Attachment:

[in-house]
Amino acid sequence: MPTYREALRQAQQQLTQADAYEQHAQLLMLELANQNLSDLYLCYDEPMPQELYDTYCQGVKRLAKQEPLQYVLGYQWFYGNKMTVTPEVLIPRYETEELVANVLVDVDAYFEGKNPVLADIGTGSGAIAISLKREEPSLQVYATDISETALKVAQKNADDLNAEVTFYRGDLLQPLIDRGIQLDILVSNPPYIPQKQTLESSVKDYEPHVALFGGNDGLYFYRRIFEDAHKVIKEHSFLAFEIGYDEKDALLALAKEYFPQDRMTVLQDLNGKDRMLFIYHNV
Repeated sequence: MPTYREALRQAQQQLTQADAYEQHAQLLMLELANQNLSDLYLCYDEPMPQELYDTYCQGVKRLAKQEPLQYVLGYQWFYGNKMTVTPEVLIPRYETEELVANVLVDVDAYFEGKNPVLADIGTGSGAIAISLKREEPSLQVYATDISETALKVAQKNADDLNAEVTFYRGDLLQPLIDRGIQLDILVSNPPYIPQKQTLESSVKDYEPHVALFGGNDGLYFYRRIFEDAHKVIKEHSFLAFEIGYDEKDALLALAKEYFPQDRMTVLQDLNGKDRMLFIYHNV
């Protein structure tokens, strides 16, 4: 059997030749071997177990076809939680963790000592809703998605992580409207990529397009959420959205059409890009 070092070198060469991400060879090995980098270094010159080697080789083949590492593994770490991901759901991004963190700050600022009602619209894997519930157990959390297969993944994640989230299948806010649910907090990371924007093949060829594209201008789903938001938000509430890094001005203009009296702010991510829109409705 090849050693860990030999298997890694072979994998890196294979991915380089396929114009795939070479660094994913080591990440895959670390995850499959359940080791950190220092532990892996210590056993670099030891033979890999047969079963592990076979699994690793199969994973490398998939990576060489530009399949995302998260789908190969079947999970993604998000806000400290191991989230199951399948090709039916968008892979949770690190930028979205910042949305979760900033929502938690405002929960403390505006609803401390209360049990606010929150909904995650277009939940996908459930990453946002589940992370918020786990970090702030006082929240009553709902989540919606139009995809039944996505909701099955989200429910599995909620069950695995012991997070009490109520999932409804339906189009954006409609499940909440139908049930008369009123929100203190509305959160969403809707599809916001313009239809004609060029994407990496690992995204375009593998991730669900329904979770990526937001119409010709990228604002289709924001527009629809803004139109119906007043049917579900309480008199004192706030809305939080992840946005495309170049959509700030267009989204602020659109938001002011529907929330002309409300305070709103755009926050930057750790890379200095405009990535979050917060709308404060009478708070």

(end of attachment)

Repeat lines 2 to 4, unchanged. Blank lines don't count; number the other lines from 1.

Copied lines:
Amino acid sequence: MPTYREALRQAQQQLTQADAYEQHAQLLMLELANQNLSDLYLCYDEPMPQELYDTYCQGVKRLAKQEPLQYVLGYQWFYGNKMTVTPEVLIPRYETEELVANVLVDVDAYFEGKNPVLADIGTGSGAIAISLKREEPSLQVYATDISETALKVAQKNADDLNAEVTFYRGDLLQPLIDRGIQLDILVSNPPYIPQKQTLESSVKDYEPHVALFGGNDGLYFYRRIFEDAHKVIKEHSFLAFEIGYDEKDALLALAKEYFPQDRMTVLQDLNGKDRMLFIYHNV
Repeated sequence: MPTYREALRQAQQQLTQADAYEQHAQLLMLELANQNLSDLYLCYDEPMPQELYDTYCQGVKRLAKQEPLQYVLGYQWFYGNKMTVTPEVLIPRYETEELVANVLVDVDAYFEGKNPVLADIGTGSGAIAISLKREEPSLQVYATDISETALKVAQKNADDLNAEVTFYRGDLLQPLIDRGIQLDILVSNPPYIPQKQTLESSVKDYEPHVALFGGNDGLYFYRRIFEDAHKVIKEHSFLAFEIGYDEKDALLALAKEYFPQDRMTVLQDLNGKDRMLFIYHNV
């Protein structure tokens, strides 16, 4: 059997030749071997177990076809939680963790000592809703998605992580409207990529397009959420959205059409890009 070092070198060469991400060879090995980098270094010159080697080789083949590492593994770490991901759901991004963190700050600022009602619209894997519930157990959390297969993944994640989230299948806010649910907090990371924007093949060829594209201008789903938001938000509430890094001005203009009296702010991510829109409705 090849050693860990030999298997890694072979994998890196294979991915380089396929114009795939070479660094994913080591990440895959670390995850499959359940080791950190220092532990892996210590056993670099030891033979890999047969079963592990076979699994690793199969994973490398998939990576060489530009399949995302998260789908190969079947999970993604998000806000400290191991989230199951399948090709039916968008892979949770690190930028979205910042949305979760900033929502938690405002929960403390505006609803401390209360049990606010929150909904995650277009939940996908459930990453946002589940992370918020786990970090702030006082929240009553709902989540919606139009995809039944996505909701099955989200429910599995909620069950695995012991997070009490109520999932409804339906189009954006409609499940909440139908049930008369009123929100203190509305959160969403809707599809916001313009239809004609060029994407990496690992995204375009593998991730669900329904979770990526937001119409010709990228604002289709924001527009629809803004139109119906007043049917579900309480008199004192706030809305939080992840946005495309170049959509700030267009989204602020659109938001002011529907929330002309409300305070709103755009926050930057750790890379200095405009990535979050917060709308404060009478708070």